Brian Gutekunst has only been the Packers GM for a few drafts, but he has shown that he is always willing to make moves.
In every 1st round he has been a part of, he has traded up.
He also traded down in the 1st round once.
In short, he moves around to get the guys he wants.
This year, the Packers have needs all over the team ranging from an upgrade at cornerback and a starting offensive tackle to reinforcements on the defensive line to wide receivers for 2022 (when they have 0 under contract) all the way to special teams.
With so many needs, it wouldn’t be surprising at all for Brian Gutekunst to move down and grab additional picks in the earlier rounds.
We already reviewed what options the Packers have for trading up, so, what options to the Packers have for trading down to pick up more value in the 2021 NFL Draft?
Well, lets start with an inventory of the Packers picks in the first 5 rounds to see what they’re working with (all values are gathered from DraftTek’s Trade Value Chart):
- 1st round pick #29 overall: 640 points
- 2nd round pick #62 overall: 284 points
- 3rd round pick #92 overall: 132 points
- 4th round pick #135 overall: 38.5 points
- 4th round pick #142 overall: 35 points
- 5th round pick #173 overall: 20.6 points
- 5th round pick #178 overall: 18.6 points
Given that, let’s see where the Packers could move down to and their most likely trade partners:
Green Bay’s 1st round pick #29 (640 points) for Chargers 2nd round pick #47 (430) and 3rd round pick #77 (205)
In this scenario, the Packers would drop about half a round, still leaving them in position for a solid second tier cornerback, and add a pick in the top half of the 3rd round, where plenty of value is sure to wait.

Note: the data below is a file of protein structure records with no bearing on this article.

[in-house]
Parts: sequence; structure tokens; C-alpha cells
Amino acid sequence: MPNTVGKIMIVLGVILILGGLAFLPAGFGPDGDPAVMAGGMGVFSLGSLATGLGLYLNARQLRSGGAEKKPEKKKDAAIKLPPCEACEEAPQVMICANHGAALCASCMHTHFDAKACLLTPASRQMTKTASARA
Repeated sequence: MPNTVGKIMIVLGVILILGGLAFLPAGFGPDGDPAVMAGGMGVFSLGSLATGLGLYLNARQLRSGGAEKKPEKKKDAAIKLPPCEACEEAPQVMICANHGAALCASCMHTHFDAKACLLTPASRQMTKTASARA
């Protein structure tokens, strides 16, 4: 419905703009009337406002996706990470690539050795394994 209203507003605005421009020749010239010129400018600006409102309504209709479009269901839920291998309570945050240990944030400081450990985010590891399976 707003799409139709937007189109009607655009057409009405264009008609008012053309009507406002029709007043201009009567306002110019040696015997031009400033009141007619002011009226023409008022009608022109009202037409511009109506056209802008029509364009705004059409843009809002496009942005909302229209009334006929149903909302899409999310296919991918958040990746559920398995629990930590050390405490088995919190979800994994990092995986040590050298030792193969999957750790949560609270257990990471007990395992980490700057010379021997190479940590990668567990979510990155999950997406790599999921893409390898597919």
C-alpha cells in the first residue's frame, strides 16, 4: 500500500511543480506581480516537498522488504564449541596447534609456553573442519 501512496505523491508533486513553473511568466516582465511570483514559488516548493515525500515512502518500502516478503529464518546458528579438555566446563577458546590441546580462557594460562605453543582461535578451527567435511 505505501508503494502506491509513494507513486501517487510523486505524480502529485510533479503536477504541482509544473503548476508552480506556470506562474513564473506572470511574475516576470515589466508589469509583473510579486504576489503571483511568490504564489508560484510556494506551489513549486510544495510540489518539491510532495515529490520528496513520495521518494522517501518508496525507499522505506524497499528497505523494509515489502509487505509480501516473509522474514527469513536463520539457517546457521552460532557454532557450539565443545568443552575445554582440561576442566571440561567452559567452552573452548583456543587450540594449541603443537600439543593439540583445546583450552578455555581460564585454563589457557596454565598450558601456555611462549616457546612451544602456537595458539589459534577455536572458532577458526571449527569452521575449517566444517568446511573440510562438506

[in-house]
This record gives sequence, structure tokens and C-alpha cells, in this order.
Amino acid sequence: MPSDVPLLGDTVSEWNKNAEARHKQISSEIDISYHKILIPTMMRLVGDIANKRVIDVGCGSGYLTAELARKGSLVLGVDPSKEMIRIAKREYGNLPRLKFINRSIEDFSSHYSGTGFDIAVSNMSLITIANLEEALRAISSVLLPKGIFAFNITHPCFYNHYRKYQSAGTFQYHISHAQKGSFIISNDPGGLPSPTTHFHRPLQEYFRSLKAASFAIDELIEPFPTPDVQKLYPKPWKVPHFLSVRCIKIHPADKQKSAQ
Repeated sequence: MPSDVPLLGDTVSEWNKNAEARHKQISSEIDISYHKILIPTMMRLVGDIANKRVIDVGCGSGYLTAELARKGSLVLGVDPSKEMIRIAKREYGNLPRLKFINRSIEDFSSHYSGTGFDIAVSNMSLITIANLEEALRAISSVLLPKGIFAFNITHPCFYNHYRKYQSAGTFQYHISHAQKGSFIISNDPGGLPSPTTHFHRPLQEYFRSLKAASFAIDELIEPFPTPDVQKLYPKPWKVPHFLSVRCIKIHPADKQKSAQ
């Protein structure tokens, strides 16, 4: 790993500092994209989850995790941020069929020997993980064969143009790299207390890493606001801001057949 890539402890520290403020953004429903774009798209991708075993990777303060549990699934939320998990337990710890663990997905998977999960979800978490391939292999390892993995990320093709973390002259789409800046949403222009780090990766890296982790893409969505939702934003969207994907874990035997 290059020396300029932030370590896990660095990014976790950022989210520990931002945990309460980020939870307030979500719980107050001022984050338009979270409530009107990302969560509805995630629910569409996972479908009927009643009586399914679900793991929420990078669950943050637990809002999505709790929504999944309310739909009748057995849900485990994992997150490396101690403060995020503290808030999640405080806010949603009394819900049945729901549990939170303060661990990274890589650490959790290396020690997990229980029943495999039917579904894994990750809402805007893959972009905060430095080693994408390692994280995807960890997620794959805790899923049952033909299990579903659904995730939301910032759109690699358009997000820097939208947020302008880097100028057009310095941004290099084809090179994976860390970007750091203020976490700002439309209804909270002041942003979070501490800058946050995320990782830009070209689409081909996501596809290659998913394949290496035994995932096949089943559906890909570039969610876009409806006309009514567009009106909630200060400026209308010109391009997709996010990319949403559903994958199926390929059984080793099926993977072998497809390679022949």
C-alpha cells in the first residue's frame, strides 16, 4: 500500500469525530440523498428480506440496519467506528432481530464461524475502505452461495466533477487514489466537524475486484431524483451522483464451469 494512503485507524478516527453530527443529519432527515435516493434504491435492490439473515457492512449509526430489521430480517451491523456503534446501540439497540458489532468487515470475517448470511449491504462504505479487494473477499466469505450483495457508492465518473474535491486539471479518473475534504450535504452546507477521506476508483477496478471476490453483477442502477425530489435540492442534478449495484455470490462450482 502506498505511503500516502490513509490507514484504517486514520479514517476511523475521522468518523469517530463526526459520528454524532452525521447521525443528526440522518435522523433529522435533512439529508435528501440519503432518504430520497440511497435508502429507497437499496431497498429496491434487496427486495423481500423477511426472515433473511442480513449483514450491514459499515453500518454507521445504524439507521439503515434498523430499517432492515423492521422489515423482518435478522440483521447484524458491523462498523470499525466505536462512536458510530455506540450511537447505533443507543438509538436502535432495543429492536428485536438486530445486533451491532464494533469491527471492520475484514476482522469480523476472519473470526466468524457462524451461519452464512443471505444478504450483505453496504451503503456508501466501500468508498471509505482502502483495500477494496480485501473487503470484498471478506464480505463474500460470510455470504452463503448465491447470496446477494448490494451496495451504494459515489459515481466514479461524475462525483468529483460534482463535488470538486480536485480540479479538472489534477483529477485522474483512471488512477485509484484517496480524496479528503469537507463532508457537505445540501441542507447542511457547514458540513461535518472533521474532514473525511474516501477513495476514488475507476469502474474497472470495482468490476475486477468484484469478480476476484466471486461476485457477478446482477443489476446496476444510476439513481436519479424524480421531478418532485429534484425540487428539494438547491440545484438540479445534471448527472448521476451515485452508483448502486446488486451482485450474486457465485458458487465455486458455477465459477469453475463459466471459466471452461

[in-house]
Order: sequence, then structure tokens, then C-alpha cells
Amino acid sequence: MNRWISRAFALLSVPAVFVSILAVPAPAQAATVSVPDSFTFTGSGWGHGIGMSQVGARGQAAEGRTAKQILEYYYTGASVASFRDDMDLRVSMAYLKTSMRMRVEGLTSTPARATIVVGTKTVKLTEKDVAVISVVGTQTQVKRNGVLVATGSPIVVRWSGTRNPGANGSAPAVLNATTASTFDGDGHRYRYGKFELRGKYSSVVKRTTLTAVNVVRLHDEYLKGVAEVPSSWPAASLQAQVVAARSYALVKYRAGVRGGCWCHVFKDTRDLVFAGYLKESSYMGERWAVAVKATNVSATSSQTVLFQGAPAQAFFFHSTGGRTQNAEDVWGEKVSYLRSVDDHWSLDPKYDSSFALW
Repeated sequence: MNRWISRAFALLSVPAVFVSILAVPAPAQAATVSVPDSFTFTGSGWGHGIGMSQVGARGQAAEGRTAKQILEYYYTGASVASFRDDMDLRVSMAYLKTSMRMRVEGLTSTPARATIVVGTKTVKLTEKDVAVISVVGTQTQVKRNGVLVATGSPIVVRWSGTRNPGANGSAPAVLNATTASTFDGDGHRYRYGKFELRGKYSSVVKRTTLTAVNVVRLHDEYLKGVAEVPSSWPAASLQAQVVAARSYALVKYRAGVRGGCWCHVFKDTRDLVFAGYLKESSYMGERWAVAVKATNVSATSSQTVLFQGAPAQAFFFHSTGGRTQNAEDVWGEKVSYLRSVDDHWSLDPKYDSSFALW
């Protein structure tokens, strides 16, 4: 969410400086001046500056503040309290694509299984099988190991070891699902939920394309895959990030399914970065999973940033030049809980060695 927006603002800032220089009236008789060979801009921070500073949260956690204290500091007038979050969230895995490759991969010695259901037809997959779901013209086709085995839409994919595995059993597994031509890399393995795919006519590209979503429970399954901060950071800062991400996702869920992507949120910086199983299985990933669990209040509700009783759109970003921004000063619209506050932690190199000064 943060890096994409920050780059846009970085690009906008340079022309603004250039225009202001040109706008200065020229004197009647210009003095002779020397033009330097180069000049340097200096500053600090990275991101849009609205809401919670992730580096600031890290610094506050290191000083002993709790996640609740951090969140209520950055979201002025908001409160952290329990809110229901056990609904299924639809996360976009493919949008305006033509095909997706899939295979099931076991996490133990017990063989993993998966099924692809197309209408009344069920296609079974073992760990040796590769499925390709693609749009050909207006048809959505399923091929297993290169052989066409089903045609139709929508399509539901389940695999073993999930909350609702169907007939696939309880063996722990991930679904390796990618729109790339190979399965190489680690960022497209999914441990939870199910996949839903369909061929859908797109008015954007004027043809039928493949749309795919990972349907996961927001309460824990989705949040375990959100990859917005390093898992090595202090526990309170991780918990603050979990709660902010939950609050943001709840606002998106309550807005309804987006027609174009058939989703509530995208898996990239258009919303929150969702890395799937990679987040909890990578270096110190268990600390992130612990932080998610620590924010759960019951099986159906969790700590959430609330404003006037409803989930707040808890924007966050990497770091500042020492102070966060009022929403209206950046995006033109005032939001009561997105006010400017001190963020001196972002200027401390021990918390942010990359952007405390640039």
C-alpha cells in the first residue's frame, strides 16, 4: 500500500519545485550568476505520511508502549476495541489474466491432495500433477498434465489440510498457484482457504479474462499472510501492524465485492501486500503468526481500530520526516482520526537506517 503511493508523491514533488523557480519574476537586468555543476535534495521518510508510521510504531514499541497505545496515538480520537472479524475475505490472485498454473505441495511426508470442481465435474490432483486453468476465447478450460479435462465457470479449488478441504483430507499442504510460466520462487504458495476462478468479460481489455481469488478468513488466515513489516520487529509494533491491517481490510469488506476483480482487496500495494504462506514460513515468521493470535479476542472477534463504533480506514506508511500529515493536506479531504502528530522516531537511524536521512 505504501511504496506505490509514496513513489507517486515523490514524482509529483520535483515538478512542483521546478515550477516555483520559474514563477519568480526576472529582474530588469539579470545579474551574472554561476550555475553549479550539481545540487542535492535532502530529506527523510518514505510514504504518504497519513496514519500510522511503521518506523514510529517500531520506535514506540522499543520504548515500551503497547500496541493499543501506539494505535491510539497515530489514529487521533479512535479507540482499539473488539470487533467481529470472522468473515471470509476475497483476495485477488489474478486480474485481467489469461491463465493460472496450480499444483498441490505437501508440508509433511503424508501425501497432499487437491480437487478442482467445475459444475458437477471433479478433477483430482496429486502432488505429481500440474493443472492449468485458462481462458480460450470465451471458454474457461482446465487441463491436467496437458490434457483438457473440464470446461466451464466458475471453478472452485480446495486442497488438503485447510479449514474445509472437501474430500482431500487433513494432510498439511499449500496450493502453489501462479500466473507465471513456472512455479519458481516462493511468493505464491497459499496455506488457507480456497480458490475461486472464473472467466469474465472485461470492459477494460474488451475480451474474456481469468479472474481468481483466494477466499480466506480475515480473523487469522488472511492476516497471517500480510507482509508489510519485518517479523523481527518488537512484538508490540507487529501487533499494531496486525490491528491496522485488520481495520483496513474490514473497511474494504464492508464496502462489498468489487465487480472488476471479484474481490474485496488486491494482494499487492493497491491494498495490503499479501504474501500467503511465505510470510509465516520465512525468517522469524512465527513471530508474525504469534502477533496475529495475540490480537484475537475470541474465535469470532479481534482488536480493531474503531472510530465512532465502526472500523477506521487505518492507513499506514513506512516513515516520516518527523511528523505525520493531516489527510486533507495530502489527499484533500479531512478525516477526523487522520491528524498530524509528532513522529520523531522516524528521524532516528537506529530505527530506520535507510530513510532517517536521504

Green Bay’s 1st round pick #29 (640 points) for Jets 2nd round pick #34 (560) and 4th round pick #107 (80)
In this scenario, the Packers would drop just a handful of spots and pick up another fringe top 100 prospect. Sure, it would send Packer fans to bed disappointed, but it wouldn’t be the first time, and it would net them a chance at another player with starter potential.
Green Bay’s 1st round pick #29 (640 points) for Titans 2nd round pick #53 (370), 3rd round pick #85 (165), and 3rd round pick #100 (100)
This is easily my favorite scenario and it’s only possible because the Titans have a compensatory selection in the 3rd. The Packers would have to drop down quite a but, but picking up two 3rd round picks would give them 5 selections on Day 2 between 50 and 100 – a sweet spot for picking guys who slipped our of the 1st round as teams reached for need.
Green Bay’s 2nd round pick #62 (284 points) for Cowboys 3rd round pick #75 (215) and 4th round pick #115 (64)
If the Packers stay put in the 1st round, there’s still good opportunities to add picks. Dropping form the end of the 2nd to the top of the 3rd could get the Packers another 4th round pick, a spot where the deep receiver class should still have solid options.
Green Bay’s 3rd round pick #92 (132 points) for Jaguars 4th round pick #106 (82) and 4th round pick #130 (42)
The Packers would have to give up a little value here (8 points, which is about mid-6th round value), but it’s harder to find a partner with similar value at this point in the draft. Still, the Packer would basically drop past all the compensatory 3rd round picks to the top of the 4th round and end up gaining another 4th round pick. The draft looks to have some solid wide receiver prospects in the 4th round and the Packers need to re-stock those shelves, since they don’t have any receivers under contract after this season.
So there are the most likely ranges the Packers could move down to if they weren’t in love with anyone when their pick came up and they wanted to add some extra picks.
We don’t know what the Packers are thinking or who might be available, but we do know that Gutekunst has a history of moving around and it is a key part of his draft strategy.
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